Dear Brother,


Your words are a healing balm. You are setting a very good Christian example, in my opinion. You can reach over to someone with a different opinion and give love. I believe that is the true Christ like spirit. I am encouraged and will try to follow your example.


Thanks again. Smile

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5 years ago  ::  Aug 16, 2009 - 7:16PM #6
pilahawaiian
Posts: 452

This is what has happened to me, and what I how teach others.


You return to God with all your heart, with fast, Trinity 1.


Do this is with the teachings of Jesus,(his name is his teachings), Trinity 2.


You will be able to see the Holy Image of God within, God's Holy Temple,(YOU) God will be so pleased with you, that God will sing his praises to you within 24/7.


So when YOU, GOD and JESUS are all in ONE, that will be a TRINITY.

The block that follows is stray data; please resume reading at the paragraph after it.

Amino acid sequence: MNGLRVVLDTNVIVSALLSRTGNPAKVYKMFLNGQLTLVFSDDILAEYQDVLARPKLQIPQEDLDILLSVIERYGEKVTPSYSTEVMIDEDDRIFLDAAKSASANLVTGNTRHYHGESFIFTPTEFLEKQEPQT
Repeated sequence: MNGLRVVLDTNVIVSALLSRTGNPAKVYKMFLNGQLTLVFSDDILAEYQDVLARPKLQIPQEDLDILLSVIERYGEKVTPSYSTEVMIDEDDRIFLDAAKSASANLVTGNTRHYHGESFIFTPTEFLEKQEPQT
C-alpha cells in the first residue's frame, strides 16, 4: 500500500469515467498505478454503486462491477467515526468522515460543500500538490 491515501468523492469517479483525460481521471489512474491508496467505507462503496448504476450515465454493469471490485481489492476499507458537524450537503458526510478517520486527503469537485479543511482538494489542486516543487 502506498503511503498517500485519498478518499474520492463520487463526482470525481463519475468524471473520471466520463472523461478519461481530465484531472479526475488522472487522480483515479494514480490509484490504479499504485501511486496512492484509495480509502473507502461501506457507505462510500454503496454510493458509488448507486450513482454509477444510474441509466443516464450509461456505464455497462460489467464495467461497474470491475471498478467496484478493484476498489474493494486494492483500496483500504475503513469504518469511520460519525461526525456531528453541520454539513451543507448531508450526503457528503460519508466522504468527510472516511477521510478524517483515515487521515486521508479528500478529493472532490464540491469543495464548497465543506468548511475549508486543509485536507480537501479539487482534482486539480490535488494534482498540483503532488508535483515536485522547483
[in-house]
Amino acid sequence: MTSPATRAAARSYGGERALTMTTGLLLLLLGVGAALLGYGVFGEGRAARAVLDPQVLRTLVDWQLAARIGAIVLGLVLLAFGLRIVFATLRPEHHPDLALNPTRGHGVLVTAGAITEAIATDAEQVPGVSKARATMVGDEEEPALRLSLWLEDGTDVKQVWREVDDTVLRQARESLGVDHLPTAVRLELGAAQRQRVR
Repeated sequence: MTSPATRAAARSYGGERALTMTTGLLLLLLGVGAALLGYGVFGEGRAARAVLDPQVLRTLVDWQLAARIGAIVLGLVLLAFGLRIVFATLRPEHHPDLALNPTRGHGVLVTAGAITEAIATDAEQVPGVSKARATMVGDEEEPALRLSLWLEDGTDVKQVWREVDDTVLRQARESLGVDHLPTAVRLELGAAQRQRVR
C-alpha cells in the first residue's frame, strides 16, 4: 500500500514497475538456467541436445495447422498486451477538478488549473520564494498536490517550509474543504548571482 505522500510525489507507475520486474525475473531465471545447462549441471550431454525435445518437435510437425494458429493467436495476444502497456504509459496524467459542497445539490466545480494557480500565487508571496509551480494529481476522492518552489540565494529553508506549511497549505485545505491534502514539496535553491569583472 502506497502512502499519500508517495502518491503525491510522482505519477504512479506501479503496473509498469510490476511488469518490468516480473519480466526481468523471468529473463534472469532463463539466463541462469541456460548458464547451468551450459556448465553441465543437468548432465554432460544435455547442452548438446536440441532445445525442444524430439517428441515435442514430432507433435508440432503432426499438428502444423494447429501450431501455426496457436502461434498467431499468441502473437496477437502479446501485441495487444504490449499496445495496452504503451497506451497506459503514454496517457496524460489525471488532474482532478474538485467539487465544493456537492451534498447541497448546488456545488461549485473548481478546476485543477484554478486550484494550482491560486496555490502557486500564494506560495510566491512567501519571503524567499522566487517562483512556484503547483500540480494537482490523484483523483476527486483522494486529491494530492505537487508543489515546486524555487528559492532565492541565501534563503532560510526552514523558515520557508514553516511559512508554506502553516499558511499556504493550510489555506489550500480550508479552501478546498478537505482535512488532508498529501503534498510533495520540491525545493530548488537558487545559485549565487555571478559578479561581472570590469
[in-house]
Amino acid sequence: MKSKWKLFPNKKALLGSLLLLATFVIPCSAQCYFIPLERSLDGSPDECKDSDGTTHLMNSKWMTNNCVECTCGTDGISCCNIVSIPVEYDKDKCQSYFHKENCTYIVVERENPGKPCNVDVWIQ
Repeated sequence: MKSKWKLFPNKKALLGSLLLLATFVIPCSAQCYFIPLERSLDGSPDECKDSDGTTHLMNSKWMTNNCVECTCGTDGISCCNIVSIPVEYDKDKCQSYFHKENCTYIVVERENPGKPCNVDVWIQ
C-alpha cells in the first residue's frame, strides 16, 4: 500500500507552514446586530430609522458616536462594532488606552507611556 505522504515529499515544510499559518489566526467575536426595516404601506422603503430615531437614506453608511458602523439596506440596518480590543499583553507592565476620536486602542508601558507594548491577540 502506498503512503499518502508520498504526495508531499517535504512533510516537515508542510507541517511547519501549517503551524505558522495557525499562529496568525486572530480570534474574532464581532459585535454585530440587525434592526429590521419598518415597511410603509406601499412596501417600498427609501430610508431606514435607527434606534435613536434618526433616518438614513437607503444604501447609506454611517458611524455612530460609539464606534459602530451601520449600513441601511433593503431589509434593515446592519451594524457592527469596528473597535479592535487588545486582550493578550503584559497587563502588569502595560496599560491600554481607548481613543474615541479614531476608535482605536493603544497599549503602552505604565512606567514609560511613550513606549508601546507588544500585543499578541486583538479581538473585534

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5 years ago  ::  Sep 27, 2009 - 6:43PM #7
Wildjoy
Posts: 15

I think Trinitarian theology is rather complex, but that doesn't mean it isn't valuable. As I've learned more about it, it has become a more fertile ground of encountering the divine for me. When I was in divinity school, I remember my professor of church history opening the session on the Trinity with the comment that the concept was first developed as a response to the confusion of those who heard Christians describe themselves as monotheistic, yet spoke of God as Father, Son, and Holy Spirit. Certainly if you listen to the account of the baptism of Jesus, you can see the issue - in the story God appears as a dove (Spirit), Jesus (Son), and a voice from the heavens (Father) declaring, "This is my Son" - all at the same time!


The more I learn though, the more I appreciate the ancient formula, "three persons/one essence". I do experience God's presence that way. I can't quite put it into words - it's beyond me. But I know that I believe in only one God, yet I encounter God in different ways. I believe God is far beyond my ability (or anyone's) to capture with mere words - yet Father, Son and Spirit, or Lover, Beloved, and the Love that flows between them, or Creator, Redeemer, Giver of Life, or whatever other way we try to express it, those words all describe God to me.